I have the following question:

$3$. The functions $f$ and $g$ are defined with their respective domains by: $$f(x)=x^3,\quad x\in\mathbb{R}$$ $$g(x)=\frac{1}{x-3},\quad x\in\mathbb{R},\:\:x\ne3$$ a)$\quad\:\:$State the range of $f$.

b)$\quad\:\:$i)$\quad\:\:$ Find $fg(x)$.

$\qquad\,\,$ii)$\quad\:$ Solve the equation $fg(x)=64$.

c)$\quad\:\:$i)$\quad\:\:$ The inverse of $g(x)$ is $g^{-1}(x)$. Find $g^{-1}(x)$.

$\qquad\,\,$ii)$\quad\:$ State the range of $g^{-1}(x)$.

Here is my attempt. Are my answers correct?

Let $f(x)=x^3,\:x\in\mathbb{R}$ and $g(x)=\dfrac{1}{x-3},\:x\in\mathbb{R},\:x\ne3$.

a)$\quad\:\:$ The set $\{f(x)\mid x\in\mathbb{R}\}$ is called the range of $f$, and it is equal to $\mathbb{R}$.

b)$\quad\:\:$ $f(x)=x^3$ is a polynomial and $g(x)=\dfrac{1}{x-3}$.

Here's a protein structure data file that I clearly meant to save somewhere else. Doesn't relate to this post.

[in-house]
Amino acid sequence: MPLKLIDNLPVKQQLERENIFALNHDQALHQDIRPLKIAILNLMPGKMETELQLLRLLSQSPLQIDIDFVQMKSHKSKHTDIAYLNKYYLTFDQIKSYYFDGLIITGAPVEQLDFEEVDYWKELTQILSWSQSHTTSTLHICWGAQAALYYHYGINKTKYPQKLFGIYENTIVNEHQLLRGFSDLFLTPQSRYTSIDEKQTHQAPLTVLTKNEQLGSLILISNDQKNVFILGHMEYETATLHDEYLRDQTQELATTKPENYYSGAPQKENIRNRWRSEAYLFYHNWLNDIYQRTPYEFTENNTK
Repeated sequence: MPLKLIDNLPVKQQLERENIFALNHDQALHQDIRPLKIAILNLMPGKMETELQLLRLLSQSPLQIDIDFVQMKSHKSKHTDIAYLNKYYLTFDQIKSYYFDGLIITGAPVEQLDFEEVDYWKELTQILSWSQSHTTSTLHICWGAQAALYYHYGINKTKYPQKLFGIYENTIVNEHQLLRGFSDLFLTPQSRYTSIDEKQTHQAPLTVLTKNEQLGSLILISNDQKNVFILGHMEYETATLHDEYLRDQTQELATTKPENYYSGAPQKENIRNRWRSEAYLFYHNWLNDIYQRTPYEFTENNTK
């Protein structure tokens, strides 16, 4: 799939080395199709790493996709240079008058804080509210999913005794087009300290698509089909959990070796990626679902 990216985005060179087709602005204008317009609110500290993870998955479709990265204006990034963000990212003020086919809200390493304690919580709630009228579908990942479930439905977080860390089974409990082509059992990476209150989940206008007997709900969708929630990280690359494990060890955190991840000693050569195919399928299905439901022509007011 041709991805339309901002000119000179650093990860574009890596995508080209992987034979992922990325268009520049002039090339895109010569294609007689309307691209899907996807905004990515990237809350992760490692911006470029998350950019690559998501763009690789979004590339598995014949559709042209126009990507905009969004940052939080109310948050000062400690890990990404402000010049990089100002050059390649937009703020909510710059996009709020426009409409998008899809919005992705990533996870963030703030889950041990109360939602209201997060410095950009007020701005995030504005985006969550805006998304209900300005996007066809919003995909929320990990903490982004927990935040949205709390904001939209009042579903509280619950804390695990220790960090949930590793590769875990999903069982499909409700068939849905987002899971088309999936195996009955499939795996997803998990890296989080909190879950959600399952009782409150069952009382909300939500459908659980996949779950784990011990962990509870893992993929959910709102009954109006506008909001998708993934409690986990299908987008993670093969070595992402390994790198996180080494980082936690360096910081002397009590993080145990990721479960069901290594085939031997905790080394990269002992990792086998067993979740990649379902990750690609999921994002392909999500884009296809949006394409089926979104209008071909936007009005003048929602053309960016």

$\qquad\,\,$ i)$\quad\:\:$ $f(g(x))=f\left(\dfrac{1}{x-3}\right)=\left(\dfrac{1}{x-3}\right)^3=\dfrac{1}{(x-3)^3}$

$\qquad\,\,$ii)$\quad\:$ $f(g(x))=64$






$\hspace{31mm} 4x=13$

$\hspace{33mm} x=\dfrac{13}{4}$

c)$\quad\:\:\:$i)$\quad\:\:$ Let $g(x)=y$. Then $x=g^{-1}(y)$.

$\hspace{24mm} \dfrac{1}{x-3}=y$

$\hspace{26mm} x-3=\dfrac{1}{y}$

$\hspace{33.5mm} x=\dfrac{1}{y}+3$

$\hspace{33.5mm} x=\dfrac{1+3y}{y}$

$\hspace{24mm} g^{-1}(y)=\dfrac{1+3y}{y}$

$\hspace{21mm}$ Now we can change variables:

$\hspace{24mm} g^{-1}(x)=\dfrac{1+3x}{x}$

$\qquad\,\,$ii)$\quad\:$ The set $\{g^{-1}(x)\mid x\in\mathbb{R},\:x\ne0\}$ is called the range of $g^{-1}(x)$, and it is equal to the $\hspace{20mm}$ domain of $g(x)$; i.e., the range of $g^{-1}(x)$ is $\mathbb{R}\setminus \{3\}$.


If part b) had said $f(g(x))$, I would be inclined to say your answers are all correct. In fact, it says $fg(x)$, which is usually taken to mean $f(x)\times g(x)$ and is sometimes written as $(f\times g)(x)$. In this case, $fg(x)=\dfrac{x^3}{x-3}$, and the resulting equation, $fg(x)=64$, doesn't look that difficult to solve. The rest of your answers are exactly right, though!


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